Studies have shown that musculoskeletal disorders are among the top three reasons why dentists seek medical attention, and these disorders can lead to long-term disability and even early retirement.
As a dental professional, there is a good chance you have experienced an MSD in your career – a recent study found that an astounding 78% of all dental professionals report having had them (4) – along with the unforgettable symptoms associated including pain, stiffness, numbness, tingling, weakness or swelling in the affected areas.
In this article, we’ll dive into the world of MSDs and their impact on dental professionals. We’ll explore common types of MSDs, their causes and symptoms. By understanding how MSDs can affect your body and career, you can take steps to protect yourself and continue providing excellent care to your patients. So let’s get started!
The prevalence of musculoskeletal disorders in dentistry is especially concerning given the fact that most dental professionals are expected to work long hours and are often seated in awkward positions for long periods of time.
According to a study published in the Journal of Occupational Health, dentists and dental hygienists are at high risk of developing MSDs due to prolonged periods of standing, awkward postures, and repetitive motions such as gripping dental instruments (1). These physical demands can put stress on the muscles and joints, leading to pain and discomfort that can ultimately affect job performance and quality of life.
Research published in the International Journal of Preventive Medicine found additional factors that could contribute to work-related MSDs including (3):
Working Hours – Those who work more than 12 hours per day have a higher prevalence of work-related MSDs.
Job changes – Changing jobs is another predictor that negatively correlates with MSDs. Not surprisingly, dental staff experiencing MSDs are more apt to frequently change jobs due to work-related pain.
And dental hygienists find themselves in even greater risk of MSDs because of the type of work they do in a dental practice. This is due to procedures that involve precise, repetitive motions, as well as awkward and static postures. MSDs affect and cause a range of injuries in the wrist (carpal tunnel), elbow (Epicondylitis), and the shoulders, along with the back and hips.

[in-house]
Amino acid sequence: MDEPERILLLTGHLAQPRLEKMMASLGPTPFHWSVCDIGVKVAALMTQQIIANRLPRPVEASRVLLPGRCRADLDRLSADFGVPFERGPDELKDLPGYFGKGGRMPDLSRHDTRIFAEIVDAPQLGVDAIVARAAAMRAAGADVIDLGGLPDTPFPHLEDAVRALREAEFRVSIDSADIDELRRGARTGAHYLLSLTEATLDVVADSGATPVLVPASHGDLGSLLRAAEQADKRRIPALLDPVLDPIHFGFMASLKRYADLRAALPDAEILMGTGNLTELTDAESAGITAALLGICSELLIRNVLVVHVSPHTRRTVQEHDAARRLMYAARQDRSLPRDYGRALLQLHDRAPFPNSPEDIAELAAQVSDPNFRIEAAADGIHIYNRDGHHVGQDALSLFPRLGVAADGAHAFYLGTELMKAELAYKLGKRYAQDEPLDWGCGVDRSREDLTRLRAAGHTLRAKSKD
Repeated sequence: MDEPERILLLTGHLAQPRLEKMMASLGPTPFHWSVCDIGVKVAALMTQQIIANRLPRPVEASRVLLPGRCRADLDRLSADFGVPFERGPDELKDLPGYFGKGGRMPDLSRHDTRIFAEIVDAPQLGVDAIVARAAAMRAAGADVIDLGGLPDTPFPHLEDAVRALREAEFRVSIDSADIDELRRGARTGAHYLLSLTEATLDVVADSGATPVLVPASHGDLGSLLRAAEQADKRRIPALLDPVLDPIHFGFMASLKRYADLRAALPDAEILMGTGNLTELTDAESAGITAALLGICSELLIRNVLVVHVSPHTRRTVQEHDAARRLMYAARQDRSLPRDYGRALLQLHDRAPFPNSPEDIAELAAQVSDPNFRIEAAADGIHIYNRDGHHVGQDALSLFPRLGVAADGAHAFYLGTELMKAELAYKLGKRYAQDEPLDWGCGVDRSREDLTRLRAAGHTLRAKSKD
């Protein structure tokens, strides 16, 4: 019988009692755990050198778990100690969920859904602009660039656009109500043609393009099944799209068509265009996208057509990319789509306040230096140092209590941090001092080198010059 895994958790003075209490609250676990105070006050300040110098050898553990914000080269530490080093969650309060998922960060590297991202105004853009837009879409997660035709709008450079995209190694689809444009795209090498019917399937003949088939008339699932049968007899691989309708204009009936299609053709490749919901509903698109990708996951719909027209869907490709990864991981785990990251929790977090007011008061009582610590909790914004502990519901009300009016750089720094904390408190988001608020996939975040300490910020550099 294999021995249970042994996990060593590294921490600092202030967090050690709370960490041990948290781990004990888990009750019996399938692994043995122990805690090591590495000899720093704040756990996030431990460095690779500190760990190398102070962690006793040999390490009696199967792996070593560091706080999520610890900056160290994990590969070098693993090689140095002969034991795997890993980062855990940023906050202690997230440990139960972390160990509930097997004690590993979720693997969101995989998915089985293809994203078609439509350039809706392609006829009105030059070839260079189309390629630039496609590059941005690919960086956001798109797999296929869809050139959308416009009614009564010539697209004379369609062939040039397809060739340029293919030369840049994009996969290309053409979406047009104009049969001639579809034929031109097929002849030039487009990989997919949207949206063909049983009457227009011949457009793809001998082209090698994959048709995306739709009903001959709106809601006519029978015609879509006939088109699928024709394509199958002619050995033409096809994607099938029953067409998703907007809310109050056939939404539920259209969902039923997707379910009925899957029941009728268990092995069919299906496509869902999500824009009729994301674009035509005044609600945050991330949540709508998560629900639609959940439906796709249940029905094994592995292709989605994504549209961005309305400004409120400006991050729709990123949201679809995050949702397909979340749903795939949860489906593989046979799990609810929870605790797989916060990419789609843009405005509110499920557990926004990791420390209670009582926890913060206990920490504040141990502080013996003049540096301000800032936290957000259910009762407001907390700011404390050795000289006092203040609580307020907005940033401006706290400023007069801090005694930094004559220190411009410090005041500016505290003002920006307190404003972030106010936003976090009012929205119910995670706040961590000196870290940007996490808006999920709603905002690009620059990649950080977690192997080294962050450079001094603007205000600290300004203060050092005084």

Because of the nature of clinical dentistry—static posture, precise and repetitive motions, long work hours, and suboptimal ergonomics—all members of the clinical team are at risk for MSDs.
As the pain escalates, absenteeism-related production losses, worker’s comp claims and personal treatment costs further erode practice profitability. In fact, MSDs can become so severe that, in some cases, they lead to premature retirement for dental professional (5).
Fortunately, MSDs can be preventable through the use of ergonomic intervention.
In an article written by Dimensions of Dental Hygiene, to help prevent MSDs it is important for dental professionals to take breaks throughout the workday, maintain good posture, and use ergonomic equipment designed specifically for the dental profession (2). By taking these steps, dental professionals can reduce their risk of developing MSDs and continue to provide high-quality care to their patients.
Your team is the integral component of your practice’s success and every member – especially the hygienist – should seek clinical equipment that can reduce muscle workload and its duration. So, if we know all this, why do MSDs continue to be such a pervasive and nagging problem in the dental profession? For the most part, it’s human nature. Practices tend to look at expenditures from the top down. Often purchasing big-ticket teeth whitening systems, digital x-ray equipment and other solutions are the priority as they can be revenue generators, while ergonomic equipment like seating takes a back seat. Why replace something that is still in working order, right? But upgrading to ergonomic equipment now can help save you much more down the road.
If you would like to discuss your practice’s health and what seating is right for your team, reach out to us at 262-251-9530 or fill out a request a quote on our website.
Other articles in our dental seating series:
Article 2: Tips to Choosing the Right Dental Stool
(1) Moodley R, Naidoo S, Wyk JV. The prevalence of occupational health-related problems in dentistry: A review of the literature. J Occup Health. 2018 Mar 27;60(2):111-125. doi: 10.1539/joh.17-0188-RA. Epub 2017 Dec 6. PMID: 29213011; PMCID: PMC5886878.
(2) Wilkinson B, Erenfeld H, Coplen A. Basic Prevention and Management of Common Musculoskeletal Disorders. Dimensions of Dental Hygiene. 2022 Jan 31. dimensionsofdentalhygiene.com/article/basic-prevention-and-management-of-common-musculoskeletal-disorders/
(3) Alzayani MK, Salama KF, Zafar M. Work-related Musculoskeletal Disorders Among Dental Staff in Armed Force Hospital in Dhahran, Saudi Arabia. Int J Prev Med. 2021 Sep 29;12:119. doi: 10.4103/ijpvm.IJPVM_136_20. PMID: 34760130; PMCID: PMC8551768.
(4) Lietz J, Ulusoy N, Nienhaus A. Prevention of Musculoskeletal Diseases and Pain among Dental Professionals through Ergonomic Interventions: A Systematic Literature Review. Int J Environ Res Public Health. 2020 May 16;17(10):3482. doi: 10.3390/ijerph17103482. PMID: 32429439; PMCID: PMC7277669.
(5) Lietz J, Ulusoy N, Nienhaus A. Prevention of Musculoskeletal Diseases and Pain among Dental Professionals through Ergonomic Interventions: A Systematic Literature Review. Int J Environ Res Public Health. 2020 May 16;17(10):3482. doi: 10.3390/ijerph17103482. PMID: 32429439; PMCID: PMC7277669.